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Thank you, it was really hard to make the decision to put Stimpy to sleep, but it was the right one. Rainbow is 3yrs old and the small cage I’ve transferred her too is 60x100cm (and 120cm high). The old cage that she was in with the other two is huge: 130cm wide, top layer 60cm deep, bottom layer 80cm deep. I can put her back in the big cage (it’s indoors and custom built by my husband for the spare room) I just worried about her rattling around in there all by herself.
Honestly don’t know what to do for the best and I’m an experienced guinea pig owner.
I think I’m still in shock of losing Stimpy and being overly cautious about Rainbow.
The 100cm is a bit on the small side even for one piggy. We’d consider it to be a hospital cage rather than a suitable permanent home.

Can I ask why another piggy is not an option?
It’s just that at 3 years old, she is very young to be considering spending the rest of her life alone. However what you shouldn’t do is make any decisions while you are grieving, this is all so new and raw and both you and her need time to grieve.
 

Wiebke

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Thank you, it was really hard to make the decision to put Stimpy to sleep, but it was the right one. Rainbow is 3yrs old and the small cage I’ve transferred her too is 60x100cm (and 120cm high). The old cage that she was in with the other two is huge: 130cm wide, top layer 60cm deep, bottom layer 80cm deep. I can put her back in the big cage (it’s indoors and custom built by my husband for the spare room) I just worried about her rattling around in there all by herself.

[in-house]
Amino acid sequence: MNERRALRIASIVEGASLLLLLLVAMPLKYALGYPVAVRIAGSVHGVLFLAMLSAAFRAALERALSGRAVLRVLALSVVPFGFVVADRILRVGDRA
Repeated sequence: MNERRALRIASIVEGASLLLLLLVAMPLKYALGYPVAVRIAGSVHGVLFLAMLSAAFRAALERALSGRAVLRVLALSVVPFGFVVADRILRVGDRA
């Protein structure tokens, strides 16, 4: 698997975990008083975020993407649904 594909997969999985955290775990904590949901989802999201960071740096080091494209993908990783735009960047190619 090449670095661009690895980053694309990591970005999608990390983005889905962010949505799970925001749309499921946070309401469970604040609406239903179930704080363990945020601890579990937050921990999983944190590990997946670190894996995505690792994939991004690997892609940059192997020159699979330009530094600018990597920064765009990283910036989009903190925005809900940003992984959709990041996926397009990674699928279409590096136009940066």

Honestly don’t know what to do for the best and I’m an experienced guinea pig owner.
I think I’m still in shock of losing Stimpy and being overly cautious about Rainbow.
Hi and welcome

I am ever so sorry for your loss!

Please leave a bereaved piggy in their familiar surroundings for as much as possible. You are unfortunately adding only more stress right now since guinea pigs are territorial and need all the space they can get as they are a ground roaming group species (ideally with company of their kind). Please put her back and see whether she is eating again on her own or not.